If sellers, breeders, dealers and producers are accurate in their claim that horse prices have been too low for years, perhaps Covid has merely been a catalyst to push prices to a value which reflects the longer term change in buyer expectations and horse quality.
A rising tide lifts all boats... or horses
With Covid increasing demand, and a long-term shift towards better quality horses, prices generally have increased across the board for all types of amateur horses. Critics will say not all price increases are fair, stating that even horses for sale with unrecognised breeding, quirks, or no track record have also gone up dramatically. Unfortunately for buyers this is a generally expected outcome as broad price shifts up or down are without bias. The lower end horses may even go up more relative to the higher end horses as they’ll fit into a wider group of buyers’ budgets.
Where are horse prices going?
When there is a price hike in any market, a typical response from buyers is to hold off and wait for the inevitable pullback. This strategy is well documented in the investment industry and the typical outcome is buyers on average end up worse off than they would have if they simply bought at the prevailing price. It seems fair to apply the same assumption to the horse market.
Because the anecdotal price hike of horses for sale is unlikely to reverse in the not too distant future. Going back to supply and demand, supply of ridden horses cannot overwhelm the UK market to a point that it pushes prices lower. It takes approximately four years to produce a ridden horse, at the very minimum, so if all the breeders in the UK and Europe responded to increased prices by quadrupling the number of horses being bred, the impact on the ridden market wouldn’t be felt for another three to four years. Supply may increase via imports, however with Brexit and the EHV-1 outbreak, it is unlikely that supply via imports will increase dramatically in the next 12 months.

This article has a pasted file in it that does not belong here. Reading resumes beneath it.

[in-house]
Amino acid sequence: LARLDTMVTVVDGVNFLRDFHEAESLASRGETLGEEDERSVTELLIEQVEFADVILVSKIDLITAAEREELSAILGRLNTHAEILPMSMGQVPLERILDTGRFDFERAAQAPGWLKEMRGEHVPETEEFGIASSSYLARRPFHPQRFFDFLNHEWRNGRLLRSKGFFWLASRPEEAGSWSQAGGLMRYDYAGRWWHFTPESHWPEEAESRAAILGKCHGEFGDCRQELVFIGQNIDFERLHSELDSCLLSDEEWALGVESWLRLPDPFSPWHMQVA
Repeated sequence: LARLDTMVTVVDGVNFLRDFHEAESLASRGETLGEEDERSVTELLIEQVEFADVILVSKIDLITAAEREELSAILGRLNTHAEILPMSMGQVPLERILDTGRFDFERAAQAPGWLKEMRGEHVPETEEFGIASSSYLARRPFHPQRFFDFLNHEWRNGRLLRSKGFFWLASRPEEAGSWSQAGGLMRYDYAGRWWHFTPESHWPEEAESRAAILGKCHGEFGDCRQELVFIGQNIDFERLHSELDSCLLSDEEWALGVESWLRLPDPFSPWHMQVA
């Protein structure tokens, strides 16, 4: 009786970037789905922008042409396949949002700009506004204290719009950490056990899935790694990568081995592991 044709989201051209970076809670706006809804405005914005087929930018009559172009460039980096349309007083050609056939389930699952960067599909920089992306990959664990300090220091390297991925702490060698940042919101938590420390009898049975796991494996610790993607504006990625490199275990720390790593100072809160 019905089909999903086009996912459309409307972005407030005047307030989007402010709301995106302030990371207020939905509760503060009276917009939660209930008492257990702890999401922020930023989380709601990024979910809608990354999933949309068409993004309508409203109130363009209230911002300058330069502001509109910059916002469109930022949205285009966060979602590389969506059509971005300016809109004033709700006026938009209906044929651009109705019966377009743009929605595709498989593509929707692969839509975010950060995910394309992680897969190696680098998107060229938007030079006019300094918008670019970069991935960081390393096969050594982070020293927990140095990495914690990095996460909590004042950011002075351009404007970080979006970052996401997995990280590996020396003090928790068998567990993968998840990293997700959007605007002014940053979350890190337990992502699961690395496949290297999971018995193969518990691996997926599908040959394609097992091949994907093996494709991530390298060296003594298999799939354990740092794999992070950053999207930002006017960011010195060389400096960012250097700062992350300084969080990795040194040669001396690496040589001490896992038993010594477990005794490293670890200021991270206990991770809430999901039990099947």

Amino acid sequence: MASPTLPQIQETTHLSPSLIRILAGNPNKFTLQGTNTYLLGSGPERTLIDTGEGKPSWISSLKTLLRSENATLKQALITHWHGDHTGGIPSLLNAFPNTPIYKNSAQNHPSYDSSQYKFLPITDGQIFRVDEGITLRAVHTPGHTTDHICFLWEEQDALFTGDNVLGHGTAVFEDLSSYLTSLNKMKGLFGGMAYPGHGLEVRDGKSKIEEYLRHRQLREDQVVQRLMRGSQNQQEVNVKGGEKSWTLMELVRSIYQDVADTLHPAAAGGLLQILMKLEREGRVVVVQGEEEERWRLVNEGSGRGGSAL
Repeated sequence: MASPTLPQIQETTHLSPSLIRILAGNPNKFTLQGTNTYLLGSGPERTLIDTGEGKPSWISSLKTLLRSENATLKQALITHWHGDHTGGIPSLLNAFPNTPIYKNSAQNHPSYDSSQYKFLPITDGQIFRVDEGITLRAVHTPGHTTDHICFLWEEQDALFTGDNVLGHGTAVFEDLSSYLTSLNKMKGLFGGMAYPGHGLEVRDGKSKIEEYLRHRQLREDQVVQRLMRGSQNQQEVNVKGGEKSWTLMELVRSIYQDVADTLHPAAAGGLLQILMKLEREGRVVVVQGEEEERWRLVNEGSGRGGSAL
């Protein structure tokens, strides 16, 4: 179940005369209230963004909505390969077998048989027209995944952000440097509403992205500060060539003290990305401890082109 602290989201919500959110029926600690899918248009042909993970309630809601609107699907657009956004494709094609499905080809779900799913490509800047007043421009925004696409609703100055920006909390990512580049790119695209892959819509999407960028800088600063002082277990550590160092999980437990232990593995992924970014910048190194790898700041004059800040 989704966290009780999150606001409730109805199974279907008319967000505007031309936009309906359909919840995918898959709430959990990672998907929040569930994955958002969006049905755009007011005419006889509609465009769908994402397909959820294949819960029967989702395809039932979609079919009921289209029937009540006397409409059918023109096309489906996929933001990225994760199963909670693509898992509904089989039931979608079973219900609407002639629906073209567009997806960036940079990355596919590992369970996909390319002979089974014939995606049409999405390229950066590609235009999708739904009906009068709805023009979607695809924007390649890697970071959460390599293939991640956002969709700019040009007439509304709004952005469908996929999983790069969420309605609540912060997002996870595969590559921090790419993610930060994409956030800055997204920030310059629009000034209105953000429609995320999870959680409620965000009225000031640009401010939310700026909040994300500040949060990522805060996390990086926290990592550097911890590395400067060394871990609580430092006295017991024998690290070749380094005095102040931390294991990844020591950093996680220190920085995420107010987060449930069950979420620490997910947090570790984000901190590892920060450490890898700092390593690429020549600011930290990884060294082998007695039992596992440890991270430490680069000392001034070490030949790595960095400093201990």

Demand is likely to remain stable whilst employers remain working from home and the Jobs Retention Scheme extended till September. Beyond the next couple of months, employers in the UK are likely to adopt a flexible working approach when we are back to normal.
If horse prices are to move in the next twelve months, they are likely to push higher as Brexit and the EHV-1 outbreak reduce supply of imported horses from Europe.
What will cause horse prices to drop?
A change in demand rather than supply is the most likely reason for a drop in future horse prices. Horses bought for the amateur market would be considered a luxury good item; affording to buy a horse and keep a horse is an expensive activity. A severe economic shock that affected the finances of potential buyers would reduce demand and the most likely outcome short-term would be a reduction in the price of horses for sale.
The price of amateur horses for sale has most likely increased as a result of an unforeseen event changing the demand of horses for the amateur market. However, longer term the quality of horses for sale has also increased meaning the price increase is perhaps justifiable on the whole.
Not one person or one group controls the price of horses, it is the net contribution of every single seller and buyer of the entire market that determines the price of horses. Horse prices go up, horse prices go down.
*This is one person’s opinion using anecdotal evidence. It is impossible to say without hard data whether the price increase is accurate or true. This blog is to highlight the reasons why prices may have gone up.